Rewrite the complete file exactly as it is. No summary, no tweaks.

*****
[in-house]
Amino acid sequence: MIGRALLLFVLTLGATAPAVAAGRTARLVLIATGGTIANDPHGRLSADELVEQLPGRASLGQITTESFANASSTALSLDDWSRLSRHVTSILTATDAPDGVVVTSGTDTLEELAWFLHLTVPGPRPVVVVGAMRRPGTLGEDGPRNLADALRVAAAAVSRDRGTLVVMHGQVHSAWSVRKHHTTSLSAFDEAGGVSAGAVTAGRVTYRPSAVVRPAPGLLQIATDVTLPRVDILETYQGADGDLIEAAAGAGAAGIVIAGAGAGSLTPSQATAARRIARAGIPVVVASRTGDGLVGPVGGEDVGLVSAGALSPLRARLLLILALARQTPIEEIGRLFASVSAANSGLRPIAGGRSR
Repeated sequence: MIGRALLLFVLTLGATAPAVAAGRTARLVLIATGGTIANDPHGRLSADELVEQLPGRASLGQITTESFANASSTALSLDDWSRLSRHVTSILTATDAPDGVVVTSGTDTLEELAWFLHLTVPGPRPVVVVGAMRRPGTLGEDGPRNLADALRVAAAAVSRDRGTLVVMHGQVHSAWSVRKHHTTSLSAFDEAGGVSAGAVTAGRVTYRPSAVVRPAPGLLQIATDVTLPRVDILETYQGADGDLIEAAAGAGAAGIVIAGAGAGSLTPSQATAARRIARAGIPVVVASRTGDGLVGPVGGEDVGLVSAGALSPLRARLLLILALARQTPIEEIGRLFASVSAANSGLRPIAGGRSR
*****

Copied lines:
[in-house]
Amino acid sequence: MIGRALLLFVLTLGATAPAVAAGRTARLVLIATGGTIANDPHGRLSADELVEQLPGRASLGQITTESFANASSTALSLDDWSRLSRHVTSILTATDAPDGVVVTSGTDTLEELAWFLHLTVPGPRPVVVVGAMRRPGTLGEDGPRNLADALRVAAAAVSRDRGTLVVMHGQVHSAWSVRKHHTTSLSAFDEAGGVSAGAVTAGRVTYRPSAVVRPAPGLLQIATDVTLPRVDILETYQGADGDLIEAAAGAGAAGIVIAGAGAGSLTPSQATAARRIARAGIPVVVASRTGDGLVGPVGGEDVGLVSAGALSPLRARLLLILALARQTPIEEIGRLFASVSAANSGLRPIAGGRSR
Repeated sequence: MIGRALLLFVLTLGATAPAVAAGRTARLVLIATGGTIANDPHGRLSADELVEQLPGRASLGQITTESFANASSTALSLDDWSRLSRHVTSILTATDAPDGVVVTSGTDTLEELAWFLHLTVPGPRPVVVVGAMRRPGTLGEDGPRNLADALRVAAAAVSRDRGTLVVMHGQVHSAWSVRKHHTTSLSAFDEAGGVSAGAVTAGRVTYRPSAVVRPAPGLLQIATDVTLPRVDILETYQGADGDLIEAAAGAGAAGIVIAGAGAGSLTPSQATAARRIARAGIPVVVASRTGDGLVGPVGGEDVGLVSAGALSPLRARLLLILALARQTPIEEIGRLFASVSAANSGLRPIAGGRSR